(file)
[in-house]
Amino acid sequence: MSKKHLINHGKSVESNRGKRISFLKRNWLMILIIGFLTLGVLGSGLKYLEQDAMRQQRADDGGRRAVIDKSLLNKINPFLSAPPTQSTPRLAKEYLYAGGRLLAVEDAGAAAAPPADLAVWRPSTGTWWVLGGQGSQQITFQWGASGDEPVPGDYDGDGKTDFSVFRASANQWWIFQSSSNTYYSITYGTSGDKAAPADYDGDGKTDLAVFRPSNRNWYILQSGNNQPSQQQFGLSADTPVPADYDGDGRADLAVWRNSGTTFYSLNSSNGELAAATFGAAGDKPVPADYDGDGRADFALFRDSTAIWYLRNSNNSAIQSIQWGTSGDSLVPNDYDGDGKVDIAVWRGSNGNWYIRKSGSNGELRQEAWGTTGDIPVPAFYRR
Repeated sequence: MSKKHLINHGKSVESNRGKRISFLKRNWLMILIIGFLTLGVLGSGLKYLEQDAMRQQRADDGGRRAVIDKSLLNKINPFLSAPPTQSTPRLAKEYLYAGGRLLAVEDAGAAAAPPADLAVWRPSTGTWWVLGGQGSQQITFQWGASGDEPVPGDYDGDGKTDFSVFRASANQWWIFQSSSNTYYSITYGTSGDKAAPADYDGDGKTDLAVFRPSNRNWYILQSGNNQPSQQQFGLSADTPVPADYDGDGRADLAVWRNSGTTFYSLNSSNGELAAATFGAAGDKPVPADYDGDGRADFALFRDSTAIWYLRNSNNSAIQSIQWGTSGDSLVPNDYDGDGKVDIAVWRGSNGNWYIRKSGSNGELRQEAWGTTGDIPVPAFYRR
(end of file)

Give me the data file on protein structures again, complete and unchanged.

[in-house]
Amino acid sequence: MSKKHLINHGKSVESNRGKRISFLKRNWLMILIIGFLTLGVLGSGLKYLEQDAMRQQRADDGGRRAVIDKSLLNKINPFLSAPPTQSTPRLAKEYLYAGGRLLAVEDAGAAAAPPADLAVWRPSTGTWWVLGGQGSQQITFQWGASGDEPVPGDYDGDGKTDFSVFRASANQWWIFQSSSNTYYSITYGTSGDKAAPADYDGDGKTDLAVFRPSNRNWYILQSGNNQPSQQQFGLSADTPVPADYDGDGRADLAVWRNSGTTFYSLNSSNGELAAATFGAAGDKPVPADYDGDGRADFALFRDSTAIWYLRNSNNSAIQSIQWGTSGDSLVPNDYDGDGKVDIAVWRGSNGNWYIRKSGSNGELRQEAWGTTGDIPVPAFYRR
Repeated sequence: MSKKHLINHGKSVESNRGKRISFLKRNWLMILIIGFLTLGVLGSGLKYLEQDAMRQQRADDGGRRAVIDKSLLNKINPFLSAPPTQSTPRLAKEYLYAGGRLLAVEDAGAAAAPPADLAVWRPSTGTWWVLGGQGSQQITFQWGASGDEPVPGDYDGDGKTDFSVFRASANQWWIFQSSSNTYYSITYGTSGDKAAPADYDGDGKTDLAVFRPSNRNWYILQSGNNQPSQQQFGLSADTPVPADYDGDGRADLAVWRNSGTTFYSLNSSNGELAAATFGAAGDKPVPADYDGDGRADFALFRDSTAIWYLRNSNNSAIQSIQWGTSGDSLVPNDYDGDGKVDIAVWRGSNGNWYIRKSGSNGELRQEAWGTTGDIPVPAFYRR